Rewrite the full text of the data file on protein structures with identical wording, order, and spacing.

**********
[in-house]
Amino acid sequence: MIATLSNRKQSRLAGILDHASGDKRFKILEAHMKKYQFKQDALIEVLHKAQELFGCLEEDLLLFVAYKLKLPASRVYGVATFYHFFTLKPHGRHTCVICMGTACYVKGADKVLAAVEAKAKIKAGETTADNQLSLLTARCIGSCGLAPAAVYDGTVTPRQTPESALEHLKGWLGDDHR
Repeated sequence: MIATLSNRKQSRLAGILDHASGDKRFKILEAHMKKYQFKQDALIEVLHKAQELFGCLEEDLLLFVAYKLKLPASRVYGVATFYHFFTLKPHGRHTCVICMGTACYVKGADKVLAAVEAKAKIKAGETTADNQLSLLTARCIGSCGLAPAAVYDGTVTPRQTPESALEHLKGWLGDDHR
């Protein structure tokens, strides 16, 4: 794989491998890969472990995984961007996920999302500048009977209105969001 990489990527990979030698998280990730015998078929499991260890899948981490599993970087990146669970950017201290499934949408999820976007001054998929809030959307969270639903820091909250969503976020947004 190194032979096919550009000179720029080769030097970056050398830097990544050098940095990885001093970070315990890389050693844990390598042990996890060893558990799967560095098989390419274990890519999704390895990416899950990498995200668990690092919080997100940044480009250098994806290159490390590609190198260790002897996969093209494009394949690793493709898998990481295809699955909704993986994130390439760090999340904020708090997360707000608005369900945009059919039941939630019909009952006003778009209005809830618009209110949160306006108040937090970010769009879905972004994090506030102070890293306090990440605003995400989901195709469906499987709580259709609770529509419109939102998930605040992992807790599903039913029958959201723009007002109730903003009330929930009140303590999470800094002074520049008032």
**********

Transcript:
[in-house]
Amino acid sequence: MIATLSNRKQSRLAGILDHASGDKRFKILEAHMKKYQFKQDALIEVLHKAQELFGCLEEDLLLFVAYKLKLPASRVYGVATFYHFFTLKPHGRHTCVICMGTACYVKGADKVLAAVEAKAKIKAGETTADNQLSLLTARCIGSCGLAPAAVYDGTVTPRQTPESALEHLKGWLGDDHR
Repeated sequence: MIATLSNRKQSRLAGILDHASGDKRFKILEAHMKKYQFKQDALIEVLHKAQELFGCLEEDLLLFVAYKLKLPASRVYGVATFYHFFTLKPHGRHTCVICMGTACYVKGADKVLAAVEAKAKIKAGETTADNQLSLLTARCIGSCGLAPAAVYDGTVTPRQTPESALEHLKGWLGDDHR
């Protein structure tokens, strides 16, 4: 794989491998890969472990995984961007996920999302500048009977209105969001 990489990527990979030698998280990730015998078929499991260890899948981490599993970087990146669970950017201290499934949408999820976007001054998929809030959307969270639903820091909250969503976020947004 190194032979096919550009000179720029080769030097970056050398830097990544050098940095990885001093970070315990890389050693844990390598042990996890060893558990799967560095098989390419274990890519999704390895990416899950990498995200668990690092919080997100940044480009250098994806290159490390590609190198260790002897996969093209494009394949690793493709898998990481295809699955909704993986994130390439760090999340904020708090997360707000608005369900945009059919039941939630019909009952006003778009209005809830618009209110949160306006108040937090970010769009879905972004994090506030102070890293306090990440605003995400989901195709469906499987709580259709609770529509419109939102998930605040992992807790599903039913029958959201723009007002109730903003009330929930009140303590999470800094002074520049008032």